New York - US stocks ended lower on Thursday, shrugging off moves by central banks in China and Europe to boost growth and honing in on US data showing weakness in consumer spending.
The Dow Jones Industrial Average ended down 47.15 points to 12,896.67.
The S&P 500-stock index lost 6.44 to 1,367.58, while the tech-rich Nasdaq added a bar 0.04 points to 2,976.12.
Stocks had risen on Tuesday - markets were closed on Wednesday - in anticipation that the European Central Bank would cut interest rates and the Bank of England would boost stimulus efforts.
The Bank of China joined in Thursday with its own surprise rate cut.
"These actions are all related to disappointing economic conditions that might otherwise be producing downward pressure on prices," said Dick Green of Briefing.com.
But US markets showed more concern about the ICSC June sales report showing same-store sales for big retailers excluding Walmart were only up 0.2% from a year ago - a third straight month of weak growth.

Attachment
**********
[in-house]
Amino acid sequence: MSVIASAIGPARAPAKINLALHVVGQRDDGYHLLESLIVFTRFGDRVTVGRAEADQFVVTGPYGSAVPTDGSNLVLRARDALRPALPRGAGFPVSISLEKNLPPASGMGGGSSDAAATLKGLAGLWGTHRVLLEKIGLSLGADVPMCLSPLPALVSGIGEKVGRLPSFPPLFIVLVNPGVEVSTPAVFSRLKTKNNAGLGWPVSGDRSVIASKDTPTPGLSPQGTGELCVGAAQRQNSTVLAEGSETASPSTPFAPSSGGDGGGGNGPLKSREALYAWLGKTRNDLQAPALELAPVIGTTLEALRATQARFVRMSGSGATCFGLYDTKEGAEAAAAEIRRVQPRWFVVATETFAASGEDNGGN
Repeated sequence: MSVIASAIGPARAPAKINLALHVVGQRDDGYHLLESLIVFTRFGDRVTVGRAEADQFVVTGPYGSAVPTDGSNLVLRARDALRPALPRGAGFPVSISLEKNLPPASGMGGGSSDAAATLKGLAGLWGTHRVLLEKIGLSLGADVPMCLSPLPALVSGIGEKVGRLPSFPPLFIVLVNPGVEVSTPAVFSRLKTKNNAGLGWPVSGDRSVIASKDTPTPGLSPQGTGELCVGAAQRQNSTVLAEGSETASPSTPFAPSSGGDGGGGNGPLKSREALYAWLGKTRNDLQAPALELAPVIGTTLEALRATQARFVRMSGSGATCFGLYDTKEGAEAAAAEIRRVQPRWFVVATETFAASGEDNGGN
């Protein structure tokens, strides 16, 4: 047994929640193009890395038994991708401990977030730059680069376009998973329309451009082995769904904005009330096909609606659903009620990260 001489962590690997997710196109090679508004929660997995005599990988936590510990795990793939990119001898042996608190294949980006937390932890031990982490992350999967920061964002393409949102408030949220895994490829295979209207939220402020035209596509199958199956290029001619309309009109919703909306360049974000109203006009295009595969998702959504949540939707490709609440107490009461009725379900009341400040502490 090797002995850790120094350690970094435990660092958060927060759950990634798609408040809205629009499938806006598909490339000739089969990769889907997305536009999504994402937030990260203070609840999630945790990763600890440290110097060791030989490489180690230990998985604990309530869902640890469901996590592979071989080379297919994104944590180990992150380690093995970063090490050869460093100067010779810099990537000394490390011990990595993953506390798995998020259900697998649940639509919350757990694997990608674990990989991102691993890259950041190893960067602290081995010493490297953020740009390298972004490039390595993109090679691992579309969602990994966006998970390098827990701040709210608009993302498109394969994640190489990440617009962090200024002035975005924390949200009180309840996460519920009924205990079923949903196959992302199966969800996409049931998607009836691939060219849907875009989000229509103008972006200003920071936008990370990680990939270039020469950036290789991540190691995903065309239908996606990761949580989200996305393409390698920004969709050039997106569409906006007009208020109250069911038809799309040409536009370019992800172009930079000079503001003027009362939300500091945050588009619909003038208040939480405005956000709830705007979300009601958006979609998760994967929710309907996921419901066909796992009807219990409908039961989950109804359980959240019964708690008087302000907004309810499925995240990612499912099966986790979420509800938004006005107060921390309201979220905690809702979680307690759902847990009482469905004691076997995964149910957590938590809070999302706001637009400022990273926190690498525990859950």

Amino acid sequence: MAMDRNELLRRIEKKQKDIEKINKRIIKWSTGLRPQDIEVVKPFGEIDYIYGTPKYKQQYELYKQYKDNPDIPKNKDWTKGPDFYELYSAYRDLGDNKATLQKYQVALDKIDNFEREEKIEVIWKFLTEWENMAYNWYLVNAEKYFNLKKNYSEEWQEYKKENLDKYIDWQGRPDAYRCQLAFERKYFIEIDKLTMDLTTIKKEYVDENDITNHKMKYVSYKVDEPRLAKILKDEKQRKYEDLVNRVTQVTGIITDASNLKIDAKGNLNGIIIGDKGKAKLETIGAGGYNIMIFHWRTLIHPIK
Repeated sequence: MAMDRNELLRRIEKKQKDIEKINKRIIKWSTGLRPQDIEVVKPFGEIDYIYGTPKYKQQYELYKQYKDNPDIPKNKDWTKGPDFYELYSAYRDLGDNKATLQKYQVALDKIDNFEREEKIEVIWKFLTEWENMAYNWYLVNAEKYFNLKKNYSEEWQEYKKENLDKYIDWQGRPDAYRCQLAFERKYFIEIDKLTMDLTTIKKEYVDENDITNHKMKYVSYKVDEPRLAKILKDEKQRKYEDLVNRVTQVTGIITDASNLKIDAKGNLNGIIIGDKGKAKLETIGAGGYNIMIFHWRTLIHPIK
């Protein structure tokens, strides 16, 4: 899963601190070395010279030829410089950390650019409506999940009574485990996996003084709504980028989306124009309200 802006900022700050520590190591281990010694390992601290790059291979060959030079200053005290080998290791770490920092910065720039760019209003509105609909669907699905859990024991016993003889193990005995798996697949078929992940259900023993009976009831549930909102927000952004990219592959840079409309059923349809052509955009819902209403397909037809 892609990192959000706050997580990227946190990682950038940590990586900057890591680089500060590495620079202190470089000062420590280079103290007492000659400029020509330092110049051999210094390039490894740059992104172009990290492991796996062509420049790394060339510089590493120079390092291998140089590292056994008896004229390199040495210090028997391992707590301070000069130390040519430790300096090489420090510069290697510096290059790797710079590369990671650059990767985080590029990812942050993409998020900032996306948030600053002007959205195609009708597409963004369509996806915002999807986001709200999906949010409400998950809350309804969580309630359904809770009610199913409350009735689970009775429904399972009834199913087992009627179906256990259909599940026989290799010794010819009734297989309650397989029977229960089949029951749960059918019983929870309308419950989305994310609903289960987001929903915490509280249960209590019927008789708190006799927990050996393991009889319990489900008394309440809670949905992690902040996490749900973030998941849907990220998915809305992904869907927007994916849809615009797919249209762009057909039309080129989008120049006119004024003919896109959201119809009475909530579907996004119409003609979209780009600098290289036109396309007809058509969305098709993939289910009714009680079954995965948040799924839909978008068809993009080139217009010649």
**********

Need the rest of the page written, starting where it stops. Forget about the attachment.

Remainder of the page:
"The second quarter is proving to be a real downer for retailers and consumers alike," said Chris Christopher at IHS Global Insight.
Costco lost 0.4%, Target was down 1.1% and Rite Aid 3.5% on disappointing sales.
Energy shares also pulled lower. ExxonMobil lost 0.8%, Chevron 1.3%, and ConocoPhillips 2.0%.
The Libor rate-fixing scandal cast a shadow over banks involved fixing the US dollar Libor.
JPMorgan Chase fell 4.2%, Citigroup, 2.9%, and Bank of America lost 3.0%.
Google was up 1.4% and Apple 1.8% after The Wall Street Journal reported that Apple is preparing to launch a smaller tablet computer in a bid to maintain its edge in the hot market.
Netflix soared 13.4% after the company said streaming service had grown faster than forecasts.
Bond prices edged higher. The yield on the 10-year Treasury fell to 1.60% from 1.63% on Tuesday, while the 30-year yield moved to 2.72% from 2.74%.
Bond prices and yields move in opposite directions.